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The latest effort to curb methane emissions from cattle will capture the potent greenhouse gas from their manure.
The latest effort to curb methane emissions from cattle will capture the potent greenhouse gas from their manure.
Image: Bloomberg

A Canadian company has teamed up with the renewable energy arm of Japanese property group Toyo to build one of Japan’s biggest plants to convert cow manure into power, the latest effort to fight the potent effects of methane on global warming.

The facility will anaerobically digest about 250 tonnes of cow manure a day and generate about 1.2MW of energy from biogas, enough to power about 2,200 homes a year, according to Anaergia. The firm is designing and installing the plant for Toyo Energy Solution in Kasaoka, a coastal town in southern Japan better known for its seafood and horseshoe crabs.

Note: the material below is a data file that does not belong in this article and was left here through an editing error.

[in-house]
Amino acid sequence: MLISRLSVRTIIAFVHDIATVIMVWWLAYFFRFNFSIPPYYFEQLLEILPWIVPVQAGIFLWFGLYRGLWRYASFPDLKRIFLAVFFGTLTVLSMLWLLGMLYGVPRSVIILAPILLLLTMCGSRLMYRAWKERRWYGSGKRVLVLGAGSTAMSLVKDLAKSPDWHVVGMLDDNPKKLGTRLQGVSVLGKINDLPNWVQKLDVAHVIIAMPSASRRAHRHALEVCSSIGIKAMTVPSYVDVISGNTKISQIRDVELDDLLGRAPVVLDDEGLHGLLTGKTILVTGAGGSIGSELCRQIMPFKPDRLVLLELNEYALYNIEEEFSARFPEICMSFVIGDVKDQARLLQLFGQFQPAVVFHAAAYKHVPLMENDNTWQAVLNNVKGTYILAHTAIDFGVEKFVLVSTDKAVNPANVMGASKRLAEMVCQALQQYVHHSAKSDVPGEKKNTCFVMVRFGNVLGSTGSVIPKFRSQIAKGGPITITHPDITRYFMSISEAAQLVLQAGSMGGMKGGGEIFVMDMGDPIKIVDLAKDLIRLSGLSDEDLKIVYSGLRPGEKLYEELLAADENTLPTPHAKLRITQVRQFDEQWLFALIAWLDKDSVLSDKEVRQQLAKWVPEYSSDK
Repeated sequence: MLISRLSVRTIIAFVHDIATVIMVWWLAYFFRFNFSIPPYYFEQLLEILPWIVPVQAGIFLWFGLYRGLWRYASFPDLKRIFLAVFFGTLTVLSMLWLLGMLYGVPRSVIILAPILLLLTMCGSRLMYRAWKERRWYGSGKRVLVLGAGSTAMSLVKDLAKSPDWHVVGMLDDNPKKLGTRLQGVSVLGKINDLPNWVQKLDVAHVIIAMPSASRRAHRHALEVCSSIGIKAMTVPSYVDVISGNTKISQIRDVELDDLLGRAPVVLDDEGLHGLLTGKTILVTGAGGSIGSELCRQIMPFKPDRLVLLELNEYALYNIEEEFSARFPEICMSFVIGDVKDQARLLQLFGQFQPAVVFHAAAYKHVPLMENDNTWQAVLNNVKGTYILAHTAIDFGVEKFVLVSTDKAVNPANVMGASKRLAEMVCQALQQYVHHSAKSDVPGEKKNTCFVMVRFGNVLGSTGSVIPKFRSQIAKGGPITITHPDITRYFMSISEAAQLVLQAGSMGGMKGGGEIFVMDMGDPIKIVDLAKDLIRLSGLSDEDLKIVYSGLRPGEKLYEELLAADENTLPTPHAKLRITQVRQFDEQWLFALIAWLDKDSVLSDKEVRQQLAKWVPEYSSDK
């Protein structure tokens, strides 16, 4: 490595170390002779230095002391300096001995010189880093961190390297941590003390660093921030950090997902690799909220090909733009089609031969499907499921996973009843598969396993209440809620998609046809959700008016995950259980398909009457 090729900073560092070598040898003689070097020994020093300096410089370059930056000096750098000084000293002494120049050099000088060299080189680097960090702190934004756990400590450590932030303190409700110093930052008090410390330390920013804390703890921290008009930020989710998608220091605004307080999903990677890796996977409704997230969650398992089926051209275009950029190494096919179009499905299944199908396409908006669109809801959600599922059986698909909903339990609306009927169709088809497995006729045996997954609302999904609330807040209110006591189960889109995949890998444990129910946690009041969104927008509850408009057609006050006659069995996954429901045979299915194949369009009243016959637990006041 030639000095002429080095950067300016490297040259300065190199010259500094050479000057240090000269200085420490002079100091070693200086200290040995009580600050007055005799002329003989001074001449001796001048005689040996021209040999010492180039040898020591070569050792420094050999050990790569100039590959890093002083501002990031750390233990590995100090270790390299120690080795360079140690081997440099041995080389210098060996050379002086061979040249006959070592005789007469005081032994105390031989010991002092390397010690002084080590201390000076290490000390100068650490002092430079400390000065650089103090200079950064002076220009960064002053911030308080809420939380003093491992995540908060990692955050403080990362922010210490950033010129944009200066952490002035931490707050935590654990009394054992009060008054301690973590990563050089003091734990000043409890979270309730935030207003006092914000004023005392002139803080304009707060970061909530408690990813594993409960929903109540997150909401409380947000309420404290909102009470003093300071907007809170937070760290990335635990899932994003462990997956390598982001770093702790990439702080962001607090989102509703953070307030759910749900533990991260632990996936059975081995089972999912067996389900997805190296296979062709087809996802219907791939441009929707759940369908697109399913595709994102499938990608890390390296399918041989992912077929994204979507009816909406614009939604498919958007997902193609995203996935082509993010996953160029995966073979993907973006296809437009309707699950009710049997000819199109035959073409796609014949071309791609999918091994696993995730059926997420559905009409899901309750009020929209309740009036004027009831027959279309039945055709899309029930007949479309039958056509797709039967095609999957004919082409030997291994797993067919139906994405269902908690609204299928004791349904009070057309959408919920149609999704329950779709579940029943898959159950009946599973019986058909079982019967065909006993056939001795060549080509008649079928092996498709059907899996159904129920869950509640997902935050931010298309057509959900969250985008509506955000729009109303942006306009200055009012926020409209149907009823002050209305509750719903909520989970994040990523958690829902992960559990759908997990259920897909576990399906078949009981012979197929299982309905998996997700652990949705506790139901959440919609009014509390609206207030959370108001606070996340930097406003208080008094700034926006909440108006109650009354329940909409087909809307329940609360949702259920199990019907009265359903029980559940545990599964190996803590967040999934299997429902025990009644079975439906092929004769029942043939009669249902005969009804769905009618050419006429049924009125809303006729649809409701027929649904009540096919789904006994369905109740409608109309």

While Anaergia has built more than 1,700 agricultural waste anaerobic digestion facilities globally, the plant in Kasaoka highlights the increasing focus on mitigating the climate effects of cattle. 

Agriculture and livestock are the biggest contributors from human activity of methane, a potent greenhouse gas with 84 times the warming power of carbon dioxide in the short term. From masks that capture methane from bovine burps to seaweed diets that are supposed to limit them, researchers are developing an array of technologies and systems to try to limit emissions from cattle. 

Greater climate transparency is helping drive that shift. Monitoring firm GHGSat said in April it detected methane emissions from space for the first time from a cattle herd through its high-resolution satellites. 

The Kasaoka project is Anaergia’s second with Toyo after it built a plant in Yabu City that converts farm and food waste into renewable energy.

More stories like this are available on bloomberg.com
Bloomberg

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